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Mount Lyndon Weather

Spring is one of the best times to summit Mount Lyndon. When the weather becomes warmer and the weather is good there is still usually some snow left on top of the mountain for a snow ball fight. Usually the Castle Hill Basin provides some shelter with the nearby mountains blocking the wind. Do ensure that you bring a wind breaker of some sort to block out much of the wind if it does pick-up.

Tussock and Scrub

The first part of the hike has you battling through matagouri, shrubs, tussock and other wrangled plants. I would suggest wearing a pair of pants or gaiters to stop your legs from getting thrashed. Through the tussock and scrub, you can see where you parked your car up lakeside. This section of the hike is definitely the steepest section. It’s ideal to have it out of the way earlier on, a relief as you get closer to the summit.

Looking out over Lake Lyndon
Top: Looking out over Lake Lyndon after making our way towards the southern spur of Mount Lyndon
Benny looking out over Lake Lyndon, Foggy Peak followed by Castle Hill peak in the background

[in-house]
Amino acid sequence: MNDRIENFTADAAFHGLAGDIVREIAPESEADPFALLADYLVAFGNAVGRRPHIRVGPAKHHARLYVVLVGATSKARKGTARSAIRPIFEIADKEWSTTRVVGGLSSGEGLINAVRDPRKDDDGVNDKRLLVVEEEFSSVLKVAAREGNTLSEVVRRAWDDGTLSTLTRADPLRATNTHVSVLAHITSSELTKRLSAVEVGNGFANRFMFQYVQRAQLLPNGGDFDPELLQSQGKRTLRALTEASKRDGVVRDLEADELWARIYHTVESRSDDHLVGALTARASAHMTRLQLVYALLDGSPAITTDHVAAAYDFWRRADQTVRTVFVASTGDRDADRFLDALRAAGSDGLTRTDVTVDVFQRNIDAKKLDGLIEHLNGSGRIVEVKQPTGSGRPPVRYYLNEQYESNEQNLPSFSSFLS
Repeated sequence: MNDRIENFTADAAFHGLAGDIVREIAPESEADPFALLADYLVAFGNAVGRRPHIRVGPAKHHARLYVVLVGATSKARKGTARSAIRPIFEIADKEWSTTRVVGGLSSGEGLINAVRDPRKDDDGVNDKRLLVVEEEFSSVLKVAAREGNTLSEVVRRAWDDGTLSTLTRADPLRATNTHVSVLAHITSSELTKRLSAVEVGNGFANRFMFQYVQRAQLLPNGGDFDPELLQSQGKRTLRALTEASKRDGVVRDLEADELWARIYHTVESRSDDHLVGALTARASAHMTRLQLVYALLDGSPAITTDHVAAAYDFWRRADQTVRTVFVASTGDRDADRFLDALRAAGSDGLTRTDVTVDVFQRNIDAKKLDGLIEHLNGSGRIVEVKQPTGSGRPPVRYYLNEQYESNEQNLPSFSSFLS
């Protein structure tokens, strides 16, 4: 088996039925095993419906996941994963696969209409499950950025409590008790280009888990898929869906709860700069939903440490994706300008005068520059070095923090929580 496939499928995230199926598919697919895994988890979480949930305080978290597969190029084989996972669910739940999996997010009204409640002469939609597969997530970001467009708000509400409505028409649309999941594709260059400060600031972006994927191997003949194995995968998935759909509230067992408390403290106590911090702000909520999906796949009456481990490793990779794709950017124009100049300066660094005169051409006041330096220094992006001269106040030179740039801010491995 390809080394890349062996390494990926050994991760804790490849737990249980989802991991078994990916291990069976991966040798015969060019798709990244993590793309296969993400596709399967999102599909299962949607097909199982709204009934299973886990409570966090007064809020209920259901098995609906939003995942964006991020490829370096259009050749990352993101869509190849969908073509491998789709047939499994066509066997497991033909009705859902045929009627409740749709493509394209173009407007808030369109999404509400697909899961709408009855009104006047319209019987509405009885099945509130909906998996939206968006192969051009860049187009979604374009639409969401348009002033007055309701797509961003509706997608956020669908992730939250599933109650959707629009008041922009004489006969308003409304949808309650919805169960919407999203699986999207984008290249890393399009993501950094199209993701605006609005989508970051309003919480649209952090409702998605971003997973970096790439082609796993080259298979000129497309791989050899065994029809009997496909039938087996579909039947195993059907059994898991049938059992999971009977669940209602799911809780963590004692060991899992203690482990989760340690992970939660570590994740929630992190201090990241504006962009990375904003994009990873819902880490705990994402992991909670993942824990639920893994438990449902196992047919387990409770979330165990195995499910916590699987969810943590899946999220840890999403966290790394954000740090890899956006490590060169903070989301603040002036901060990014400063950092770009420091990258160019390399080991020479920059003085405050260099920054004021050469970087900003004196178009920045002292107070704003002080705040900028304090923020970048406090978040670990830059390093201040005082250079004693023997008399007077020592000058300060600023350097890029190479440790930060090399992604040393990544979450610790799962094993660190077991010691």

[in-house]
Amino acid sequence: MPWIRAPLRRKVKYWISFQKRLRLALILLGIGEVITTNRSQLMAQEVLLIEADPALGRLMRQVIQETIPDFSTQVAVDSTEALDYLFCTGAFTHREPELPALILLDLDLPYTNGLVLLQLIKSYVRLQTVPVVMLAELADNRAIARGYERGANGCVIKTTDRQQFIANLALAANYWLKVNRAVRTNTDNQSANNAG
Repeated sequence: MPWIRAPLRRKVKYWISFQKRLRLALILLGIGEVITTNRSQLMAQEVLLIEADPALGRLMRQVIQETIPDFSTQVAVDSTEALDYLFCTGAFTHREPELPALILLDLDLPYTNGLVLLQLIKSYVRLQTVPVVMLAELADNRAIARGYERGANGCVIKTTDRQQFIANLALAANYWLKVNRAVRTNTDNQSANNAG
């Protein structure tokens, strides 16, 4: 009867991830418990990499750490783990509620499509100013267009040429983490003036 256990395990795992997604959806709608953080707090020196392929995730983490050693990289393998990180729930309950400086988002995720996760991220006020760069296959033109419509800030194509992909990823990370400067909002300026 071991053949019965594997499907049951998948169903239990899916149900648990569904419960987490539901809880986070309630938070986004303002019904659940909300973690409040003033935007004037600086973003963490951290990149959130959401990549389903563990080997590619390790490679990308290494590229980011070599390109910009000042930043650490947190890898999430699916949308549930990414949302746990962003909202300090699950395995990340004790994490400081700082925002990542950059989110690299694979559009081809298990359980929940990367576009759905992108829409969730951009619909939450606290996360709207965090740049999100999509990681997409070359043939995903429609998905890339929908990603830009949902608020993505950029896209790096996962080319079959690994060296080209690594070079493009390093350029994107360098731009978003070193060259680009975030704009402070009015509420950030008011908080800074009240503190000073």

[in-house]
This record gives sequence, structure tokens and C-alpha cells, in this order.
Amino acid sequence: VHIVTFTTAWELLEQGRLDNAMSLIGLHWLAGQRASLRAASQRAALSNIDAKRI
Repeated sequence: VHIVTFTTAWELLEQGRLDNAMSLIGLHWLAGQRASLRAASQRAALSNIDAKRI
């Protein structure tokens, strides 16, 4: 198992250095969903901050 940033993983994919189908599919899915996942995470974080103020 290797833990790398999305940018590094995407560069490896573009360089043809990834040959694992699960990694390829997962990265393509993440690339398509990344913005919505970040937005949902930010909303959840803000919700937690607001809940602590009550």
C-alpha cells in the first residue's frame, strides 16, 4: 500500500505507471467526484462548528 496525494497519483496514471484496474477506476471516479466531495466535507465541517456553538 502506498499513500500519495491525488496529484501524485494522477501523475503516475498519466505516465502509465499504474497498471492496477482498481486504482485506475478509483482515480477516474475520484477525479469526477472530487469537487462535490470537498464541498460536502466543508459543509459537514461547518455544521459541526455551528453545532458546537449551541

The lake begins to get smaller and smaller as you climb higher. It’s a comforting feeling looking down and seeing your progress, suddenly you’ll look down and see your car become a mear dot next to the lake. The scrub eventually gets smaller and less dense as you climb, the rocks then begin coming through. As you climb there looks to be routes cut out from people mountain biking with a variety of berms and turns that have been carved into the mountain over time.

Looking down on Lake Lyndon part way up Mount Lyndon
Admiring our surroundings of Castle Hill Peak, Foggy Hill Peak with SH73 winding over Porters Pass and Lake Lyndon road lakeside

Rock & Snow

Eventually, as we climbed even higher the tussock and scrub was replaced by rock and the climbing began to flatten out more giving way to snowy slopes and even better views. After a while, we reached a point in our ascent where the ground flattened out and the ascent became much easier going. Caution had to be exercised on the snow-covered sections of the hike ensuring that we were able to easily kick our feet into the snow before making our next step forward.